Charter Communications kept publicity and expectations low for the service, setting the monthly subscription price for SpectrumU at $0.00. No password or authentication is required to use the service, and logging into the campus network is simple at schools like Nazareth, where the Wi-Fi password GoldenFlyers was easy to come by on and off campus. While driving around, we could easily access SpectrumU from Wi-Fi on streets surrounding St. John Fisher, although Nazareth’s wireless network was tougher to reach on a tree-lined campus set further back from the main road.

Television services at St. John Fisher College, located near Rochester, N.Y.

Charter dictates the terms and availability of the service, which requires participating schools to subscribe to Charter Spectrum’s Enterprise Fiber Connect service, which supports campus internet and video services. Schools must offer:

  • Charter Clear QAM or fiber video services
  • Charter fiber internet services (preferred)
  • 1Gbps dedicated bandwidth per 5,000 students (~500 concurrent users) recommended
  • Wi-Fi network utilizes WPA or WPA2 encryption
  • Public IP addresses/ranges for whitelisting
  • PAT IPs are supported
  • IP requirements: IPv4: /24 – IPv6: /48
  • AP’s consistent with current fifth generation Wi-Fi technology, 802.11ac (no older than fourth generation 802.11n)

SpectrumU is designed to work exclusively over Wi-Fi, and only with portable smartphones and tablets:

  • iPhone, iPad, or iPod touch running iOS 8 or above
  • All major Android smartphones and tablets running Android 4.2 or above
  • Kindle Fire Phone, all Kindle Fire models except for the 1st generation model

There is no support for streaming set-top boxes like Roku or Apple TV and SpectrumU works differently from the QAM cable TV service available in many dorm rooms. Casting isn’t supported either. The Android version of the app only attracted 69 mixed reviews as of the date of this article.

Charter seems convinced SpectrumU will soon replace traditional internet video streaming, telling campus managers that the service will have “minimal impact if the school’s internet service is robust today, as SpectrumU usage will replace usage of other streaming apps.”

Students doubt it.

“I have never heard of SpectrumU and don’t care,” said Cody, a student we ran into in the parking lot at Nazareth. “I have Amazon Prime and Netflix and I’m good with that.”

Hobart and William Smith Colleges in Geneva, N.Y., are also an early adopter of SpectrumU.

Zephyr, a freshman at St. John Fisher who lives on campus said she doesn’t know anything about the service either, although a roommate in her friend’s dorm room brought their QAM-equipped television to school and can watch the campus TV lineup on it.

“Her boyfriend is a Buffalo Bills fan so he watches the games on her TV, but we really don’t watch it ourselves,” she told us. “Everyone has their own phone or tablet and most people are sharing  passwords from home to watch HBO, Hulu, or Amazon stuff.”

Dylan’s password trading brings him access to Hulu, Amazon, Netflix, CBS, and Sling TV. Even with SpectrumU available for free with no password required, he doesn’t care, preferring to watch on-demand content on his tablet or the PlayStation he brought to school.

“I don’t know anyone who watches Spectrum TV and their company sucks anyway,” said Dylan. “I hate ads and I pretty much only binge watch stuff now, so this is useless for me.”

A few students told us they did bring televisions to campus to watch live television, but many just use an antenna. Nazareth and St. John Fisher are only a short distance from Pinnacle Hill, the location for most Rochester television transmitters, and reception is easy.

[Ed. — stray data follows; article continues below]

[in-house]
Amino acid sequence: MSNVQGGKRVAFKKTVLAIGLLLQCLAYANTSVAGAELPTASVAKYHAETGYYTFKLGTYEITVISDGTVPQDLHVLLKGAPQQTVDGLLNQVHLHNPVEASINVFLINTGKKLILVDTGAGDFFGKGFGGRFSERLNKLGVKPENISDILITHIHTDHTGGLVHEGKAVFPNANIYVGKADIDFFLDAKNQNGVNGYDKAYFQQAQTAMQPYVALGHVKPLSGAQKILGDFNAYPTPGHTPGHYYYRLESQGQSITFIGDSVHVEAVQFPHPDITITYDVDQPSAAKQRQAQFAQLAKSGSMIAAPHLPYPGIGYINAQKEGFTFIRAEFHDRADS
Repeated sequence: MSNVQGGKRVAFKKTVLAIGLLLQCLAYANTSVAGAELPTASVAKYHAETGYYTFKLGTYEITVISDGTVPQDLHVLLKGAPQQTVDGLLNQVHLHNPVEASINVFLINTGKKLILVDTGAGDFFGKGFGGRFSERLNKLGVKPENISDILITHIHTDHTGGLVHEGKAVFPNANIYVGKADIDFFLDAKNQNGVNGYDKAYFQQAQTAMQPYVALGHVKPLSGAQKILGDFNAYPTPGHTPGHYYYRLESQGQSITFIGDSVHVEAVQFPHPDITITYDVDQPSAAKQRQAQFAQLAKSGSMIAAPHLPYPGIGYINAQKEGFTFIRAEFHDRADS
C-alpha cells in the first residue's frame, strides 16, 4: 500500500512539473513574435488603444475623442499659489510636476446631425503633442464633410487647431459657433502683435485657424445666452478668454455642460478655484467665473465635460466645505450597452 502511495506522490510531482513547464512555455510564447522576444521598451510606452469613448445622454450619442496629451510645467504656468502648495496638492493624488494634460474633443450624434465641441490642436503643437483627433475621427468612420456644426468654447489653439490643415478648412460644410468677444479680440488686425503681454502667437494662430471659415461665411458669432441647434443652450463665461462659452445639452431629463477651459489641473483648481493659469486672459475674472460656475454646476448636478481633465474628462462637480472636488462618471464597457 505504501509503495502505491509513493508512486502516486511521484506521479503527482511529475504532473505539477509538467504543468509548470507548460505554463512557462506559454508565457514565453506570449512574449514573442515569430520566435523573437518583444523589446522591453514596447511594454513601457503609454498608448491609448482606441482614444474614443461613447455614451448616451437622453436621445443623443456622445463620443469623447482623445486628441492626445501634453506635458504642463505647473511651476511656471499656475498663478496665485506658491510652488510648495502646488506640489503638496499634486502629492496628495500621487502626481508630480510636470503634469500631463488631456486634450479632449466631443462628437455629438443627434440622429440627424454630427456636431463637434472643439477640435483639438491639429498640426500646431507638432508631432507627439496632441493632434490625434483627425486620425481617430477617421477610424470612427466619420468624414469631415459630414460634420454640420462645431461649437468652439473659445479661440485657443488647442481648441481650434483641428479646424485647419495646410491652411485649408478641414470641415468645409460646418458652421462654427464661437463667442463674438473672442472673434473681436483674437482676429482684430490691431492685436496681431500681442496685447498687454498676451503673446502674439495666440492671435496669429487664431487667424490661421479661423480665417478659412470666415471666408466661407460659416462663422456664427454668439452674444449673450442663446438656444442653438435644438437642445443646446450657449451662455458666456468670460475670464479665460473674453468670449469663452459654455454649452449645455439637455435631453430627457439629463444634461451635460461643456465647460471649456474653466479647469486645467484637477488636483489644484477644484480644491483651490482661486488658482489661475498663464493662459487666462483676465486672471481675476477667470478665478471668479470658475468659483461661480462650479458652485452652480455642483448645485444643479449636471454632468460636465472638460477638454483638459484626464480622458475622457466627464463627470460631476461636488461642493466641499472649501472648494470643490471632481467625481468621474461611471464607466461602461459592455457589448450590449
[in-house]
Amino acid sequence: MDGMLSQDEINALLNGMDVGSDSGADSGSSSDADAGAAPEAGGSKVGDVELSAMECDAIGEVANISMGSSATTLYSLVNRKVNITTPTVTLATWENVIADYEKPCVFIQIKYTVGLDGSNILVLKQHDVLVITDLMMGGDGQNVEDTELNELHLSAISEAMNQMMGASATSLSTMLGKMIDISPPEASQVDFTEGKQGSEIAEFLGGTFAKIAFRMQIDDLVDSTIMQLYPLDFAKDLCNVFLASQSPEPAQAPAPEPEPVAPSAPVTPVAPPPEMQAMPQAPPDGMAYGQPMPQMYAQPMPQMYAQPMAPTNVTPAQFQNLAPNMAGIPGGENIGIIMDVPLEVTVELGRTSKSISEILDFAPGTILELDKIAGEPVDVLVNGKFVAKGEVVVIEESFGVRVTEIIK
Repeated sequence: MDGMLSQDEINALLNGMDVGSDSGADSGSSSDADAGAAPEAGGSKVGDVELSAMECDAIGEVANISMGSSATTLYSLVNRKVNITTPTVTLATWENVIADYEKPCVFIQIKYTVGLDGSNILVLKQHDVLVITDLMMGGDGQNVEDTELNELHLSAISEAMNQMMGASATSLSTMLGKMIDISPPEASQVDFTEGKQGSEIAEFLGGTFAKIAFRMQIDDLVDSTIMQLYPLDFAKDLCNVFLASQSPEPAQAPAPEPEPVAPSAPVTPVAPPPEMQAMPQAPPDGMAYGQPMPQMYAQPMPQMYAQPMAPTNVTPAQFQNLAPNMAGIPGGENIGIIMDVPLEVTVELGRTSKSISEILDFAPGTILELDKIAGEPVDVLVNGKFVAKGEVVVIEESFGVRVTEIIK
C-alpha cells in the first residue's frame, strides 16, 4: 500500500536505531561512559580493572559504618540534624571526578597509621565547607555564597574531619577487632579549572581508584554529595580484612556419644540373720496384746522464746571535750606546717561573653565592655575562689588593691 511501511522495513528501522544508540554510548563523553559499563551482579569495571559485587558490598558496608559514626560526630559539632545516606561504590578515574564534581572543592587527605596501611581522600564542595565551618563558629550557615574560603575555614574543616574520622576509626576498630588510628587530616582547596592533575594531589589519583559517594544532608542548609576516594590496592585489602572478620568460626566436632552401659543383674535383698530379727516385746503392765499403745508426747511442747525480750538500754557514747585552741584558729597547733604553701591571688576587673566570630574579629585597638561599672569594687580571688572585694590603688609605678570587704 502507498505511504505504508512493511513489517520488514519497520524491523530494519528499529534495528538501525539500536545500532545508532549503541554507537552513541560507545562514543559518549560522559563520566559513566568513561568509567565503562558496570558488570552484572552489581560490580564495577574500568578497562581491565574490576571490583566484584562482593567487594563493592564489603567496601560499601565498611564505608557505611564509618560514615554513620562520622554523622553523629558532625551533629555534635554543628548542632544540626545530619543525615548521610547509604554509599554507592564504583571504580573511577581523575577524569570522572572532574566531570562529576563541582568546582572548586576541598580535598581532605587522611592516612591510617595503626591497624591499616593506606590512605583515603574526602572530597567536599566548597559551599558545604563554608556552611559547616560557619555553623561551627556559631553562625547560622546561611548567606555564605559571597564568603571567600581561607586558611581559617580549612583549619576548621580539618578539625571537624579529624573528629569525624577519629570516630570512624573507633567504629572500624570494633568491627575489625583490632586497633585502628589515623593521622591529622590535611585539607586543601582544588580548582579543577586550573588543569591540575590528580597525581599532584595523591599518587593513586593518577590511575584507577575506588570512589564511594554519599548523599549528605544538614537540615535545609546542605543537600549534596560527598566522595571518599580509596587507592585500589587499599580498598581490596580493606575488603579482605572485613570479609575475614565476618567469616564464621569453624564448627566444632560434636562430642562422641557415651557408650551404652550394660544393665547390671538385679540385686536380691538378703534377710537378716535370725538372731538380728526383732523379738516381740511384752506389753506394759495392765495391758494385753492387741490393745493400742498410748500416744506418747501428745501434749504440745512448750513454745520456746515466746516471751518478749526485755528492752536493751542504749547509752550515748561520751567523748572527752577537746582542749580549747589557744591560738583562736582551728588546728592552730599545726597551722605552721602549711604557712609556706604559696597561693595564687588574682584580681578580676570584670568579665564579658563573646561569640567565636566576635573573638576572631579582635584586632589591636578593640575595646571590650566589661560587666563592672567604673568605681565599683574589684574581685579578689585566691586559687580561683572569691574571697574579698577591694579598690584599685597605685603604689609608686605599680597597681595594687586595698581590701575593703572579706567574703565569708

“Televisions are what our parents watch,” Serena at Nazareth told us. “I don’t know anyone my age with cable.”

Stop the Cap! tested the Android version of the app at both colleges. It reminds us of Spectrum’s streaming TV app, only less capable. The app does not support DVR-type recording, pause and rewind, or on-demand services — things college students would probably look for the most. We experienced occasional buffering watching CNN in a parking lot, but note Wi-Fi signal strength was not ideal. We also found, despite warnings in student handbooks, a number of student-run hotspots and wireless access points. At one dorm at St. John Fisher, we found over 60 Wi-Fi signals competing with the college’s own wireless network.

Cable companies believe by offering cable services to college students, they will get hooked on those services and subscribe after they leave college. But evidence suggests those under 30 are increasingly unlikely to pay for a cable television subscription and are dubbed “cable-nevers” for having no interest in subscription television. They are, however, avid users of streaming services like Netflix and Hulu.

Mediacom Touts Gig Speeds But Also Acknowledges Low Scores

While Mediacom introduces gigabit speeds to a growing number of their customers, it also acknowledges it has one of the worst customer satisfaction scores of any cable company in the country.

Company officials were in the Quad-Cities of northwest Illinois and southeastern Iowa to speak about 1,000Mbps service introduced earlier this year for its 92,000 customers in the area, according to an article in the Dispatch-Argus.

“No where else in the country has this much broadband capability,” said Phyllis Peters, director of communications for the north central division of Mediacom. “You can live in Port Byron or Ottawa or down the road in Marion or Carbondale, and you’re using the same amount of bandwidth. You have just as much demand and need for bandwidth as if you were living in Austin, Texas.”

To support the expansion, the company added nearly 30 miles of additional fiber capacity to support the faster internet speeds. But so far, fewer than 250 customers in the area have upgraded to gigabit speeds. Most seem content with paying less for slower speeds, but that does not mean customers are not using their internet connections.

“We’ve been looking at an internet business that has been growing,” said J.R. Walden, senior vice president of technology and chief technology officer for Mediacom. “The bandwidth is growing at as much as 65 percent a year for close to 20 years. It means we have to double the size of the network every 18 months.”